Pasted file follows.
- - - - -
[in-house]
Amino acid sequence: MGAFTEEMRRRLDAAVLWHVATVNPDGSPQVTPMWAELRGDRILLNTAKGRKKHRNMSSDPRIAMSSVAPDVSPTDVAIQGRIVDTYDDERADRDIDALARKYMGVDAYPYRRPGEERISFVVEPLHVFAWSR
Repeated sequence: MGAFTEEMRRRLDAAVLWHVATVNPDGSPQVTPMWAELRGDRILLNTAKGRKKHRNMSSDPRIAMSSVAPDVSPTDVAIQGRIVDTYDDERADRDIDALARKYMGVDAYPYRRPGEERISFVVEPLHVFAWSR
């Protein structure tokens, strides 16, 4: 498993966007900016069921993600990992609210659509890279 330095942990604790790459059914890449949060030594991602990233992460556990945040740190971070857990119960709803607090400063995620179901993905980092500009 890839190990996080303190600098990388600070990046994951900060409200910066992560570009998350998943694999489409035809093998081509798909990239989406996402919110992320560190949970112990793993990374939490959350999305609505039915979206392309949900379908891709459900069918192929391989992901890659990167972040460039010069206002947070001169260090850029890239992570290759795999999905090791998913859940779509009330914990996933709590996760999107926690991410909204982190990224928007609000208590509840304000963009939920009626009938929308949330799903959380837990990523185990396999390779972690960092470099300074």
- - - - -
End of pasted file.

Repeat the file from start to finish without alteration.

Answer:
[in-house]
Amino acid sequence: MGAFTEEMRRRLDAAVLWHVATVNPDGSPQVTPMWAELRGDRILLNTAKGRKKHRNMSSDPRIAMSSVAPDVSPTDVAIQGRIVDTYDDERADRDIDALARKYMGVDAYPYRRPGEERISFVVEPLHVFAWSR
Repeated sequence: MGAFTEEMRRRLDAAVLWHVATVNPDGSPQVTPMWAELRGDRILLNTAKGRKKHRNMSSDPRIAMSSVAPDVSPTDVAIQGRIVDTYDDERADRDIDALARKYMGVDAYPYRRPGEERISFVVEPLHVFAWSR
């Protein structure tokens, strides 16, 4: 498993966007900016069921993600990992609210659509890279 330095942990604790790459059914890449949060030594991602990233992460556990945040740190971070857990119960709803607090400063995620179901993905980092500009 890839190990996080303190600098990388600070990046994951900060409200910066992560570009998350998943694999489409035809093998081509798909990239989406996402919110992320560190949970112990793993990374939490959350999305609505039915979206392309949900379908891709459900069918192929391989992901890659990167972040460039010069206002947070001169260090850029890239992570290759795999999905090791998913859940779509009330914990996933709590996760999107926690991410909204982190990224928007609000208590509840304000963009939920009626009938929308949330799903959380837990990523185990396999390779972690960092470099300074």